MANKATO – Desmond Bishop hasn’t overtaken Marvin Mitchell in the Vikings’ competition at weak-side linebacker, but the former Packer is moving as well as he said he would when he reported to camp a week ago.
So far, there are no visible signs of any lingering effects of the torn hamstring that happened last summer and wiped out Bishop’s entire 2012 season in Green Bay. He was active in Wednesday’s padded practice, showing some burst on blitzes and knocking running back Toby Gerhart off his feet with a solid blast.
Bishop continues to be a backup, but for now the Vikings are just happy to see the hamstring hold up under contact and keep bouncing back the following day.
The Vikings also are happy with their health overall. The only players not practicing or dealing with an injury are the two players on the physically unable to perform list: receiver Greg Childs and linebacker Nate Williams.
“So far, so good,” coach Leslie Frazier said. “We’ve kind of stayed away from the injury bug so far.”
Seeking a fourth defensive end
The Vikings ended last season with five defensive ends and four defensive tackles on their roster. If they go with nine defensive linemen again this year, they probably will keep five defensive tackles, with rookie first-round draft pick Sharrif Floyd being the new addition.
With the top three defensive ends — Jared Allen, Brian Robison and Everson Griffen — already set, there probably is room for only one more. The competition for the fourth and final end spot could come down to George Johnson and Lawrence Jackson.
Johnson is working as the second-team right end, while Jackson is working as the third-team left end. But don’t count Jackson, a six-year veteran, out. A quiet free-agent signing in April, Jackson arrived with 69 games of experience, including 25 starts and 19 ½ sacks. Johnson has played 11 games with no starts and no sacks.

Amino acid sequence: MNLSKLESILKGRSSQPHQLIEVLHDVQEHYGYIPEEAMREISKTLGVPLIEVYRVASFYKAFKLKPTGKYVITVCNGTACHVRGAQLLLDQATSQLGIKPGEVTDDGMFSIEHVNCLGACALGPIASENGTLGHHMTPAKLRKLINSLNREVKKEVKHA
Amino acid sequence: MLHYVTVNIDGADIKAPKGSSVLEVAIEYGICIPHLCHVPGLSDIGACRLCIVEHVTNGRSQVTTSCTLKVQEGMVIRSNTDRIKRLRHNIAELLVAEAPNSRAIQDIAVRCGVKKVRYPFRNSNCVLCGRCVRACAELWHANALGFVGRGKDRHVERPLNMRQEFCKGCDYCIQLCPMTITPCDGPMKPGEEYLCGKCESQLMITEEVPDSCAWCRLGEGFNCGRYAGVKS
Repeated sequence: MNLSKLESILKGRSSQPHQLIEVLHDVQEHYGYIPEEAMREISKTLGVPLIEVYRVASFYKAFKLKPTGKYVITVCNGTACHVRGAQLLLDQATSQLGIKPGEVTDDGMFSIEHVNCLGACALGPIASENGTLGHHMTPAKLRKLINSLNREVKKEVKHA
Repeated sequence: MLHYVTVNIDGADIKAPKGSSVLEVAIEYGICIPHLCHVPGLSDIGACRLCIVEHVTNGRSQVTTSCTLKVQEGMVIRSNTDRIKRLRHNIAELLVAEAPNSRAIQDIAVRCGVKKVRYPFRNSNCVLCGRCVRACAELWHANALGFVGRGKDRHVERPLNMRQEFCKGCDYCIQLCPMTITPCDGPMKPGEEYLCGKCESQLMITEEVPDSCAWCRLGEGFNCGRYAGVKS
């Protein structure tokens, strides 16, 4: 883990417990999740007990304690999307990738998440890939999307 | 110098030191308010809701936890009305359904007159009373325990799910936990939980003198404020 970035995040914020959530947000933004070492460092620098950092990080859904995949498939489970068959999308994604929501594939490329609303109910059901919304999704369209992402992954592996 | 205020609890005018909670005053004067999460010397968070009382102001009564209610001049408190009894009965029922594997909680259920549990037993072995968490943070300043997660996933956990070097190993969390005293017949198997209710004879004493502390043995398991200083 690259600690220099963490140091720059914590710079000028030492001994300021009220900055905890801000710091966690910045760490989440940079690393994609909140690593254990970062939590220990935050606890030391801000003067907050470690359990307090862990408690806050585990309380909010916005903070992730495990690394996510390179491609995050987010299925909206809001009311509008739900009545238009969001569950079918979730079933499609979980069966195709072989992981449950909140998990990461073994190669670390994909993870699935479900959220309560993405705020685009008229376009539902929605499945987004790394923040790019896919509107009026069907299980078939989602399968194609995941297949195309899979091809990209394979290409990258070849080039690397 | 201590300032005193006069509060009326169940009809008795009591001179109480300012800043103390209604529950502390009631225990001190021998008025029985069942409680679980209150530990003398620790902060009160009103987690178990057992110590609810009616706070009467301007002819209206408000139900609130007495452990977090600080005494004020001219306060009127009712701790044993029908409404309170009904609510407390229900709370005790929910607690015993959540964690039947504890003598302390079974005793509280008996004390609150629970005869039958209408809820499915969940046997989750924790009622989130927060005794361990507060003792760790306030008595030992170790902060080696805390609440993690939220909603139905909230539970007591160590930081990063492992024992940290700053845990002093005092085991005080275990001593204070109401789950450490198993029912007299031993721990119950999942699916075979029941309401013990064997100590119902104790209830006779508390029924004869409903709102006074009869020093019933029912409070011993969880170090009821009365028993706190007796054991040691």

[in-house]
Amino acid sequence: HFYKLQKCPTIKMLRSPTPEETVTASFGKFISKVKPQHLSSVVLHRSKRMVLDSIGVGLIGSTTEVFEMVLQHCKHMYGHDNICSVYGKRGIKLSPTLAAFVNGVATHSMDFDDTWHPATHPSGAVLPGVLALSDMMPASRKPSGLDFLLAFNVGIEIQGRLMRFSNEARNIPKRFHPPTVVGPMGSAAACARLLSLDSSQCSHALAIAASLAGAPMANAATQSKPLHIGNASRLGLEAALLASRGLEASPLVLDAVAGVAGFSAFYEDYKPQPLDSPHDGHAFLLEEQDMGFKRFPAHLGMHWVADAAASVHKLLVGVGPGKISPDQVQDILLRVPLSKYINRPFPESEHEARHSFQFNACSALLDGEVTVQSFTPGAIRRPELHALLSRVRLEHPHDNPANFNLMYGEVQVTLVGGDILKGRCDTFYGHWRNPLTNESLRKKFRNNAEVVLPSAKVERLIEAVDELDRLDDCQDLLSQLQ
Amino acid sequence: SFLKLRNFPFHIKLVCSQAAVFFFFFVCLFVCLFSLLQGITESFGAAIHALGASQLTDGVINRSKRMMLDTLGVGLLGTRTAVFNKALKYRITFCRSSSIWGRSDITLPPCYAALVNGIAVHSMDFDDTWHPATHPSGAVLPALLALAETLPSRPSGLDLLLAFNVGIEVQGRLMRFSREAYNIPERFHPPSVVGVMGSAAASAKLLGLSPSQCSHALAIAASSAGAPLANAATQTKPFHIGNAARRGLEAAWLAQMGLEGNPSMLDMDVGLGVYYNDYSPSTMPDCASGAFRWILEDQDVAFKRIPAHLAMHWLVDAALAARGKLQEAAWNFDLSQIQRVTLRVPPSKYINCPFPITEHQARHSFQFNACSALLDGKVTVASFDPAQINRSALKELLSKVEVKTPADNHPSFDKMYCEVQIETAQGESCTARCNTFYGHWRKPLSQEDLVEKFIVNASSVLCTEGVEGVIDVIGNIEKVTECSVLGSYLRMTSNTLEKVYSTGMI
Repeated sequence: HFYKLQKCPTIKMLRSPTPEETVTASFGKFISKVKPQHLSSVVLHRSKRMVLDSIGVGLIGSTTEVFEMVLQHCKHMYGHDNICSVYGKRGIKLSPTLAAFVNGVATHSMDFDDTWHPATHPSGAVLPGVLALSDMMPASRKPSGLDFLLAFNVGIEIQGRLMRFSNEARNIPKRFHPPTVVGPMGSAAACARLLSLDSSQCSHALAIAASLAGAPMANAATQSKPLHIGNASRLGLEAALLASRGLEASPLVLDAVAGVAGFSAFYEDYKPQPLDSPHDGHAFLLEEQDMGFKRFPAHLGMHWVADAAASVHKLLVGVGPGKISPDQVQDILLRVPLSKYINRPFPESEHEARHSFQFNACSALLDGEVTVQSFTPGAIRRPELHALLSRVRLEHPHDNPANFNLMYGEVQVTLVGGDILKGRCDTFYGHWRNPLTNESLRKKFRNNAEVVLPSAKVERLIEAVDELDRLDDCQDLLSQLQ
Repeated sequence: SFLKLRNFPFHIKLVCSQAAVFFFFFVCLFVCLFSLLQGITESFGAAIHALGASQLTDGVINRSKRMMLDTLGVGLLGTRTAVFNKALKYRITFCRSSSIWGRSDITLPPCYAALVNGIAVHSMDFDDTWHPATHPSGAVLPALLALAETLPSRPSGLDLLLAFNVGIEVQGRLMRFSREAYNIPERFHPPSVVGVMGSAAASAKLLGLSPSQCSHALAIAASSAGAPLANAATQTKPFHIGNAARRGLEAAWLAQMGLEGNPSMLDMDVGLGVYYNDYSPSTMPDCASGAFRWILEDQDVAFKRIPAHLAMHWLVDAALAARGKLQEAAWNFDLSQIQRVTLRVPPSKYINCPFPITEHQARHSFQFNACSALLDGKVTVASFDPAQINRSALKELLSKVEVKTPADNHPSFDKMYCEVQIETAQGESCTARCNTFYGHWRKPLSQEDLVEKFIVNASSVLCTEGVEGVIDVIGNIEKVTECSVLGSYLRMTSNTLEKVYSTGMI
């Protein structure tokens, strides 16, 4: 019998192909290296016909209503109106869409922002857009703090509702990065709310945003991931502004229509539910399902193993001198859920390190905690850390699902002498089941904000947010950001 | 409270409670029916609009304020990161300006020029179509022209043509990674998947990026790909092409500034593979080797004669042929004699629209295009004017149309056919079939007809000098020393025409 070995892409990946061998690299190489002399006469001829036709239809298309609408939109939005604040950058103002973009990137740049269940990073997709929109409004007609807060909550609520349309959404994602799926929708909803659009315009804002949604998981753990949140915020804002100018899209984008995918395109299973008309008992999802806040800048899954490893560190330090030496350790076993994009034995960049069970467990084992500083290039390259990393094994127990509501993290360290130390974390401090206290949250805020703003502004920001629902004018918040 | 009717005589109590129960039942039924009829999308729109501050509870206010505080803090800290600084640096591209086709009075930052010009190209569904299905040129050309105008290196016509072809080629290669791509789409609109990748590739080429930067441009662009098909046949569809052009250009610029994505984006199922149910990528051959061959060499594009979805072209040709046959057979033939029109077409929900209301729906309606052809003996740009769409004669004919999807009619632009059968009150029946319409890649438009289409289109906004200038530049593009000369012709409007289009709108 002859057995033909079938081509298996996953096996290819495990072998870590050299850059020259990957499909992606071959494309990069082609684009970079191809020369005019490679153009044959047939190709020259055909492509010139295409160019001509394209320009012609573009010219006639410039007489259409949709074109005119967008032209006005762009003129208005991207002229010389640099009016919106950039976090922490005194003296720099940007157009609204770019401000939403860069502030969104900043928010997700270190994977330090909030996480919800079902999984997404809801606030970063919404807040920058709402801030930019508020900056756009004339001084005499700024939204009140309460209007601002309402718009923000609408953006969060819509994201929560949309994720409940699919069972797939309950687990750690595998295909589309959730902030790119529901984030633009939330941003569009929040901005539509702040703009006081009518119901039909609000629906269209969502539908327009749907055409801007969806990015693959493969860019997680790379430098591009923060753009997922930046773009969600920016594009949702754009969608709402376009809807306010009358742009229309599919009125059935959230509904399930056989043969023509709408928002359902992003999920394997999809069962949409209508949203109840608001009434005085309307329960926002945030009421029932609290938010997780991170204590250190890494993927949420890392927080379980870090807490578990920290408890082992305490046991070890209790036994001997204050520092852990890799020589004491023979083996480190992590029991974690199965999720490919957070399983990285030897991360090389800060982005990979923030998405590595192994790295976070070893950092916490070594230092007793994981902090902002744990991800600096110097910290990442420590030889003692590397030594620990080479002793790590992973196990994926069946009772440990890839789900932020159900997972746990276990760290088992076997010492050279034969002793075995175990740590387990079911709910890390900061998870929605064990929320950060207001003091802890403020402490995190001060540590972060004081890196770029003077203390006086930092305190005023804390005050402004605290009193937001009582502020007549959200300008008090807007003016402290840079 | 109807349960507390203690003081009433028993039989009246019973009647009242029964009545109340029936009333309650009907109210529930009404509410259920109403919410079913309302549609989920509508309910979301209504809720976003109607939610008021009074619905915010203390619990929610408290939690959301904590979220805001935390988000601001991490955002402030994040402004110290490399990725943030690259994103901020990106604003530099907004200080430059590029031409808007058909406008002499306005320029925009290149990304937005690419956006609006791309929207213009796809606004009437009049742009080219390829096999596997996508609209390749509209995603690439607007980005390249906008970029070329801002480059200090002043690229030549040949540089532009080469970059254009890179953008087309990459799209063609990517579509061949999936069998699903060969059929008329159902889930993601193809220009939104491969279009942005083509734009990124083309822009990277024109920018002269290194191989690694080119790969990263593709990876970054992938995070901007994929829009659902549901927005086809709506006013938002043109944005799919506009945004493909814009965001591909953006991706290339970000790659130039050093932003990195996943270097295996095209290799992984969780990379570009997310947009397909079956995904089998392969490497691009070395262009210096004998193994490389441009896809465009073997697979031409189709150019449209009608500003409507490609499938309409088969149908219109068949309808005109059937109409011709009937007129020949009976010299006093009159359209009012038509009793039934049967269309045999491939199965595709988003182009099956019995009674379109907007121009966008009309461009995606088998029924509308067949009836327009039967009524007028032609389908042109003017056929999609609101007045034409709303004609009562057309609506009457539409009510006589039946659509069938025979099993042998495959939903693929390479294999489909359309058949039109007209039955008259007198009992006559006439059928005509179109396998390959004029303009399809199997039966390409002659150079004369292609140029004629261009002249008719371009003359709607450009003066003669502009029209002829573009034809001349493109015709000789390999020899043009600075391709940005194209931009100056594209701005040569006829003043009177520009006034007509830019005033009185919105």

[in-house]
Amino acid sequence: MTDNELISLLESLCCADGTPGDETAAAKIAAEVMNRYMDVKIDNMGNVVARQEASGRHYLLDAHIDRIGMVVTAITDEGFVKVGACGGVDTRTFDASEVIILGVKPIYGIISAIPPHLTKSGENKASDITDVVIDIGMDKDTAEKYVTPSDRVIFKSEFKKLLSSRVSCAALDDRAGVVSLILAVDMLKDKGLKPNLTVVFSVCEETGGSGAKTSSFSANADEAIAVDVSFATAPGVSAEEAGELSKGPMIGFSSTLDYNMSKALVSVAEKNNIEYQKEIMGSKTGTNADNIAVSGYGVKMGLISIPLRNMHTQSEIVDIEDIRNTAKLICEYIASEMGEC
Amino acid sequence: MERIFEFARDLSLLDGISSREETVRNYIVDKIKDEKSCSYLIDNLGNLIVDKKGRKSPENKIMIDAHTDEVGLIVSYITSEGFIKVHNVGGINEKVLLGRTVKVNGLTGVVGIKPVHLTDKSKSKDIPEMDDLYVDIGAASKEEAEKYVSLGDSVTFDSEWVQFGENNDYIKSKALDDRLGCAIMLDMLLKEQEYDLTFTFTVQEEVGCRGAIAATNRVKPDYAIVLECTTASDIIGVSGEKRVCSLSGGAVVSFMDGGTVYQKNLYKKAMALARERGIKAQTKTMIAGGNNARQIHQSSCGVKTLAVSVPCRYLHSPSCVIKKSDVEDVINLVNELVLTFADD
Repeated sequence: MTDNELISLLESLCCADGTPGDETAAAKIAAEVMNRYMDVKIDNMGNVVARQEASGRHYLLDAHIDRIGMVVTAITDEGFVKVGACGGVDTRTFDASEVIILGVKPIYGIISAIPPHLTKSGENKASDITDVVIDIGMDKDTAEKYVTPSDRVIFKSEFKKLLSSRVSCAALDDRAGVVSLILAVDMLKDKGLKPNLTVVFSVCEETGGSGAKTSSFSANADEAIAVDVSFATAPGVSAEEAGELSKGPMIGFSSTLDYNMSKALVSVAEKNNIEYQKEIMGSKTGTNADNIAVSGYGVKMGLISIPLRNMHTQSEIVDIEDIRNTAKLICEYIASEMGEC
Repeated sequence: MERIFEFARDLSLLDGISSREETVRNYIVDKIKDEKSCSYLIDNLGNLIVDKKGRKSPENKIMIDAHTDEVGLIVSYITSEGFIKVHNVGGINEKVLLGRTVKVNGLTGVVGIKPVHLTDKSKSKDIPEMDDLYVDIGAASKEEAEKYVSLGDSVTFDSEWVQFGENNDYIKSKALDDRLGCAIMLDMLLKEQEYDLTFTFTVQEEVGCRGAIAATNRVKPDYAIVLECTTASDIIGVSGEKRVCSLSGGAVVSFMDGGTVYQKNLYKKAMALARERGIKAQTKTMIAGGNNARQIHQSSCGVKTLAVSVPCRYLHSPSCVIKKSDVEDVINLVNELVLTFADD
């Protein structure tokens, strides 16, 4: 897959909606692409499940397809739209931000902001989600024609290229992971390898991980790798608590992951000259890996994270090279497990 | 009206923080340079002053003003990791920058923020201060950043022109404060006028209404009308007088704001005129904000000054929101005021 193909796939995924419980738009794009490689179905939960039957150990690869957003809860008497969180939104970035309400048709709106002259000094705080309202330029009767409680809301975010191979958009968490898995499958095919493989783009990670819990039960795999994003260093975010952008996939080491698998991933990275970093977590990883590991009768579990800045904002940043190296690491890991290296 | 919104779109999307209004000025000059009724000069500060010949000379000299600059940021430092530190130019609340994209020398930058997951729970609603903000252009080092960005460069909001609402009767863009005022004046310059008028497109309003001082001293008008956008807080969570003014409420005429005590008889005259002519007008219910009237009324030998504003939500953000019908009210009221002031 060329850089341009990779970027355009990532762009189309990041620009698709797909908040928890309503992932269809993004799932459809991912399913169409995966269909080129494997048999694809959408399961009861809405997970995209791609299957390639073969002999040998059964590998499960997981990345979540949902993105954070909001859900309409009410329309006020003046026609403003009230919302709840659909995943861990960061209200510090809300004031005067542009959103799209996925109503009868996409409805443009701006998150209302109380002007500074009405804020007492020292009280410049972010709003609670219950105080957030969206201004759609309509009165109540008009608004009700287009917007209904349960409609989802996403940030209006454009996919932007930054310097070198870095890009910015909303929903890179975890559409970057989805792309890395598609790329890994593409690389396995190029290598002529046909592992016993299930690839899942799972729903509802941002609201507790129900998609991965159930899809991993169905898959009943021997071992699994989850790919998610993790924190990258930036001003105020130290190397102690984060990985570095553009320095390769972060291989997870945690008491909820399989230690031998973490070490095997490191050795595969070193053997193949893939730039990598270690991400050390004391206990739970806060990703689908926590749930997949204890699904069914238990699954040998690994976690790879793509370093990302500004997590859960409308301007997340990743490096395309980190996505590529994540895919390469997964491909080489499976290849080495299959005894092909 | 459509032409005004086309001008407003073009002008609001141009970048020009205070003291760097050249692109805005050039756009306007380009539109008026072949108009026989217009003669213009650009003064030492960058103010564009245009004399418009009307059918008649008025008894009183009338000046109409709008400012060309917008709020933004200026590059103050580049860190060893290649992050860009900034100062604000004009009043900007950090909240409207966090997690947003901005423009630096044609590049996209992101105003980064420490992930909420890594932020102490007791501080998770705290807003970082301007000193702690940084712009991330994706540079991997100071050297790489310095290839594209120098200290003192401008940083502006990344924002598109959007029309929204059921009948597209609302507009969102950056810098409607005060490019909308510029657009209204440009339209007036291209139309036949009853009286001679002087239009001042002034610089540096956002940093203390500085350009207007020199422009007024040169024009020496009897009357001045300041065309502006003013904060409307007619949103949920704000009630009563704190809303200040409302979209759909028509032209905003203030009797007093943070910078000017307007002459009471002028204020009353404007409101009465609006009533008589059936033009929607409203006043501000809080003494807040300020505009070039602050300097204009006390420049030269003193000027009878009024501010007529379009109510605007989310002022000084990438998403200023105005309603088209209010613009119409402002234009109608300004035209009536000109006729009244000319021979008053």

Jackson was a starter in Seattle, where he was a first-round draft pick, and a reliable role player in Detroit the past three years. He had a career-high six sacks in 2010.
“[Jackson] is a guy we think has pass-rush ability from the tapes that we saw from when he was up in Detroit,” Frazier said. “We want to see how he handles the run. … How consistent he can be both as a run defender and a pass rusher. In our league, the more pass rushers you can get, the more you want. You never want to turn down pass rushers.”
Sanford calls Harvin
Vikings safety Jamarca Sanford said he called friend, former teammate and current Seahawks receiver Percy Harvin as soon as he heard Harvin needed hip surgery that could wipe out his entire season.
“It’ll take him a couple of days for it to sink in,” Sanford said. “But overall he’s in good spirits now. He’s looking forward to getting the surgery over with and coming back strong. He’ll be back.”
The normal recovery time for a surgery of this nature is 12 to 16 weeks. The Vikings play at Seattle in 15 weeks (Nov. 17), but it’s unlikely Harvin would be ready to play by then.
“I was looking forward to playing him,” Sanford said. “We had some battles back in college.”
New bag rule in effect
Starting with their Aug. 9 preseason home opener, the Vikings will be adhering to the NFL’s new policy that limits the size and types of bags that fans will be allowed to bring into the stadium on game days. Here’s what will be allowed:
• Clear bags that do not exceed 12 inches by 6 inches by 12 inches. The Vikings will send season-ticket holders a bag of this size with a team logo on it.
• One-gallon clear plastic freezer bag. Zip-lock bags will be available at the stadium.
• Small clutch bags, about the size of a hand, with or without a handle or strap, can be brought in along with one of the above clear-bag options.
Exceptions will be made for medically-necessary items. For more information, go to NFL.com/allclear.
• Fullback Jerome Felton returned to practice Wednesday after missing all of Tuesday and part of Monday’s practice to handle a personal matter.